Today we'll look at China State Construction International Holdings Limited (HKG:3311) and reflect on its potential as an investment. Specifically, we're going to calculate its Return On Capital Employed (ROCE), in the hopes of getting some insight into the business.
First of all, we'll work out how to calculate ROCE. Then we'll compare its ROCE to similar companies. Finally, we'll look at how its current liabilities affect its ROCE.
What is Return On Capital Employed (ROCE)?
ROCE is a metric for evaluating how much pre-tax income (in percentage terms) a company earns on the capital invested in its business. In general, businesses with a higher ROCE are usually better quality. In brief, it is a useful tool, but it is not without drawbacks. Renowned investment researcher Michael Mauboussin has suggested that a high ROCE can indicate that 'one dollar invested in the company generates value of more than one dollar'.
So, How Do We Calculate ROCE?
Analysts use this formula to calculate return on capital employed:
Return on Capital Employed = Earnings Before Interest and Tax (EBIT) ÷ (Total Assets - Current Liabilities)
Or for China State Construction International Holdings:
0.086 = HK$7.4b ÷ (HK$147b - HK$60b) (Based on the trailing twelve months to June 2019.)
So, China State Construction International Holdings has an ROCE of 8.6%.
Is China State Construction International Holdings's ROCE Good?
ROCE can be useful when making comparisons, such as between similar companies. In this analysis, China State Construction International Holdings's ROCE appears meaningfully below the 12% average reported by the Construction industry. This performance is not ideal, as it suggests the company may not be deploying its capital as effectively as some competitors. Aside from the industry comparison, China State Construction International Holdings's ROCE is mediocre in absolute terms, considering the risk of investing in stocks versus the safety of a bank account. Investors may wish to consider higher-performing investments.
The image below shows how China State Construction International Holdings's ROCE compares to its industry, and you can click it to see more detail on its past growth.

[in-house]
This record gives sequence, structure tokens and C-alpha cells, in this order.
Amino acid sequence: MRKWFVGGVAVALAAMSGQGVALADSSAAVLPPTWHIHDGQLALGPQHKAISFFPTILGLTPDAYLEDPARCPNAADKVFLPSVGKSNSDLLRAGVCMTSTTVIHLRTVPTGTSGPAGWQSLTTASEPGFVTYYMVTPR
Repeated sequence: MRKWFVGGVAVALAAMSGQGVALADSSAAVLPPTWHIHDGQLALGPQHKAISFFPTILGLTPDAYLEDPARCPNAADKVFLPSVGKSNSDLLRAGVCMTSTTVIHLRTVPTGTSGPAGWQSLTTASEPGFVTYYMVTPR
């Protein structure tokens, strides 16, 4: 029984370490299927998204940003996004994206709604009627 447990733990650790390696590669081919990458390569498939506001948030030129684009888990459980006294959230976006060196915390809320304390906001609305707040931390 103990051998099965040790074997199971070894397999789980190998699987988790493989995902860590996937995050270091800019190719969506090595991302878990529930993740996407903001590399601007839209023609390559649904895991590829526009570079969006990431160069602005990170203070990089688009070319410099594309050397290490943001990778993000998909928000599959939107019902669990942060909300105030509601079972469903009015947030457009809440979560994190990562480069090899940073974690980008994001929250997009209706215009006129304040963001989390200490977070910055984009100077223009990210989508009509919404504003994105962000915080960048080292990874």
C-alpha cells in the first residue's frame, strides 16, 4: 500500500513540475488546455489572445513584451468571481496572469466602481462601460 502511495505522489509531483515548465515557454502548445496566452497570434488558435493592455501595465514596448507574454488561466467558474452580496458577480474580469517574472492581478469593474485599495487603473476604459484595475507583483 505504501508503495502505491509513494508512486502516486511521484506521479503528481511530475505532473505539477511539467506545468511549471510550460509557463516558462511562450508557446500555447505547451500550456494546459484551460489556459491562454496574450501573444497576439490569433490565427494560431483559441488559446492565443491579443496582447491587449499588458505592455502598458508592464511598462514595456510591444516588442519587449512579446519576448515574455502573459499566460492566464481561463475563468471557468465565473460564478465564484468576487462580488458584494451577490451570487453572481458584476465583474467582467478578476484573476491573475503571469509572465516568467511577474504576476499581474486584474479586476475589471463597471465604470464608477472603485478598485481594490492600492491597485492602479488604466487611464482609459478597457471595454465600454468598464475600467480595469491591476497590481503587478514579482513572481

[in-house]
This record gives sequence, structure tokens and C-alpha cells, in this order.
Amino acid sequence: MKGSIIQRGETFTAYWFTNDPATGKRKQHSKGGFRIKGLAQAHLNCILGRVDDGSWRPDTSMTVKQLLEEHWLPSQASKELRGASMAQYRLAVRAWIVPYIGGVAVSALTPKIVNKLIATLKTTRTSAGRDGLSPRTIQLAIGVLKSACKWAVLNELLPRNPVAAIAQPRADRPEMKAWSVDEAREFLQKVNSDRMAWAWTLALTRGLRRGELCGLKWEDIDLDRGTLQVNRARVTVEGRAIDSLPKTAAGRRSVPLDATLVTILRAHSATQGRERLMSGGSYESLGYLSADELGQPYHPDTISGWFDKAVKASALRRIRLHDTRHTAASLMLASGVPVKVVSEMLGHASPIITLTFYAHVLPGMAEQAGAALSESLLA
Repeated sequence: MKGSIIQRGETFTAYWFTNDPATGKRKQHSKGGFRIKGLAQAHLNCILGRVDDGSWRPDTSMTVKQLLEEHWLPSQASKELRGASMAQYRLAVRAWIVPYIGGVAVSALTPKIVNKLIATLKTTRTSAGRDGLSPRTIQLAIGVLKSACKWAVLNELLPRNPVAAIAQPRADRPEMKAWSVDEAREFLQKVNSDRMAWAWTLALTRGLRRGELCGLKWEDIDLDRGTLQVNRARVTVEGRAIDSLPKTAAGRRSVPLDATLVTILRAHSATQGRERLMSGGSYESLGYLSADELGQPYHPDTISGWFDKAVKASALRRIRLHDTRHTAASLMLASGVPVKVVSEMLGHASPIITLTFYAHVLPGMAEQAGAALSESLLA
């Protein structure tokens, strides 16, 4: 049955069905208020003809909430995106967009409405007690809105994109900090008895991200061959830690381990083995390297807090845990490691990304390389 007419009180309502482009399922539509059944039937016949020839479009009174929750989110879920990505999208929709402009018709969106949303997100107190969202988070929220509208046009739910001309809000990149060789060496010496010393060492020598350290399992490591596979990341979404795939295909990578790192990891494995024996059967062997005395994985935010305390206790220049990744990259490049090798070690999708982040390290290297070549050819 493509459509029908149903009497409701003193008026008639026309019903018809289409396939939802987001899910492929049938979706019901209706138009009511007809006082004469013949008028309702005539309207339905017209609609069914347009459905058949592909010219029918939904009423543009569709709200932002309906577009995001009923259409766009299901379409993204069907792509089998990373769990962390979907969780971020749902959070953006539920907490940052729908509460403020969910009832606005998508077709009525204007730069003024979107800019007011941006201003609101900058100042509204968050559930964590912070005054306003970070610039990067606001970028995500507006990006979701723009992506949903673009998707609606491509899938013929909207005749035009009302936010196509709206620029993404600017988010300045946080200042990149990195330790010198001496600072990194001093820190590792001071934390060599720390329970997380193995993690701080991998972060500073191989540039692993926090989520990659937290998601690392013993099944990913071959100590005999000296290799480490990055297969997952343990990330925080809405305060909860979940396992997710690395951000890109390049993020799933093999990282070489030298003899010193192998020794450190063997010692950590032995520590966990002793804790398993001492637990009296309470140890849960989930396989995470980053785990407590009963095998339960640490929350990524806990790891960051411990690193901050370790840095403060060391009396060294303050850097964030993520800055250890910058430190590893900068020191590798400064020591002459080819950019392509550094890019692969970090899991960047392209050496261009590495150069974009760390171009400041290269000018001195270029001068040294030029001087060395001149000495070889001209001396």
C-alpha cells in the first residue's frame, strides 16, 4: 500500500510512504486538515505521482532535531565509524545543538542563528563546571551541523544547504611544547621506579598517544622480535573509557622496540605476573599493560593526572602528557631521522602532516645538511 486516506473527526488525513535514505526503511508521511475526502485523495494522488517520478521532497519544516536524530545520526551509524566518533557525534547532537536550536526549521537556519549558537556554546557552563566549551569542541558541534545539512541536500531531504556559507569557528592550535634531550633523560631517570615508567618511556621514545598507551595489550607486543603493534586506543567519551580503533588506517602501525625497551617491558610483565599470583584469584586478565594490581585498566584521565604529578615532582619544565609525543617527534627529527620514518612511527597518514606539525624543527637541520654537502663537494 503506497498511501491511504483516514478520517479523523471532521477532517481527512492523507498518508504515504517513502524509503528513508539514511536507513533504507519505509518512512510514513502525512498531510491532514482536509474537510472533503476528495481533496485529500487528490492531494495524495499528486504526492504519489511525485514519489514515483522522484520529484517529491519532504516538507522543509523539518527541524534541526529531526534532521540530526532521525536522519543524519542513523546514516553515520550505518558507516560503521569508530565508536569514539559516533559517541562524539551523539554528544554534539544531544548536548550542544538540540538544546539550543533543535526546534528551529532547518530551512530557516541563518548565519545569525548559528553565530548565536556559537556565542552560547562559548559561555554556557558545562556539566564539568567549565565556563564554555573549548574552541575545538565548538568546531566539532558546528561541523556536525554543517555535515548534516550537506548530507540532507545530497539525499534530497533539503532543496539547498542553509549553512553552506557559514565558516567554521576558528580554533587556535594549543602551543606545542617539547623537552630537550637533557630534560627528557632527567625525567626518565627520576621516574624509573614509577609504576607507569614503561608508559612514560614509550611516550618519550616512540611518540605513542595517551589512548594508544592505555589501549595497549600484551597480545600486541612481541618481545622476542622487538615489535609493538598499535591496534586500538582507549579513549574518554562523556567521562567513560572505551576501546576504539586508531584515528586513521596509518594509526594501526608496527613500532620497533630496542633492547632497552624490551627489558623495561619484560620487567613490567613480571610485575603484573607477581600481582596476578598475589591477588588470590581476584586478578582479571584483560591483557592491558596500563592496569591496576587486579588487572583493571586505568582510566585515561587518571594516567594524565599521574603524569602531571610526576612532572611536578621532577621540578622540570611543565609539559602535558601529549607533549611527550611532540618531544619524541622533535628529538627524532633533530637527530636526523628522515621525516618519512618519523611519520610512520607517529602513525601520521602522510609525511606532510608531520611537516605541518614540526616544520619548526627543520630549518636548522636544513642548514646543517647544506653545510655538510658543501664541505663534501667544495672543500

When considering ROCE, bear in mind that it reflects the past and does not necessarily predict the future. ROCE can be deceptive for cyclical businesses, as returns can look incredible in boom times, and terribly low in downturns. This is because ROCE only looks at one year, instead of considering returns across a whole cycle. What happens in the future is pretty important for investors, so we have prepared a free report on analyst forecasts for China State Construction International Holdings.
China State Construction International Holdings's Current Liabilities And Their Impact On Its ROCE
Current liabilities are short term bills and invoices that need to be paid in 12 months or less. Due to the way the ROCE equation works, having large bills due in the near term can make it look as though a company has less capital employed, and thus a higher ROCE than usual. To counteract this, we check if a company has high current liabilities, relative to its total assets.
China State Construction International Holdings has current liabilities of HK$60b and total assets of HK$147b. Therefore its current liabilities are equivalent to approximately 41% of its total assets. China State Construction International Holdings's middling level of current liabilities have the effect of boosting its ROCE a bit.
What We Can Learn From China State Construction International Holdings's ROCE
Despite this, its ROCE is still mediocre, and you may find more appealing investments elsewhere. Of course, you might also be able to find a better stock than China State Construction International Holdings. So you may wish to see this free collection of other companies that have grown earnings strongly.
I will like China State Construction International Holdings better if I see some big insider buys. While we wait, check out this free list of growing companies with considerable, recent, insider buying.
If you spot an error that warrants correction, please contact the editor at email@example.com. This article by Simply Wall St is general in nature. It does not constitute a recommendation to buy or sell any stock, and does not take account of your objectives, or your financial situation. Simply Wall St has no position in the stocks mentioned.
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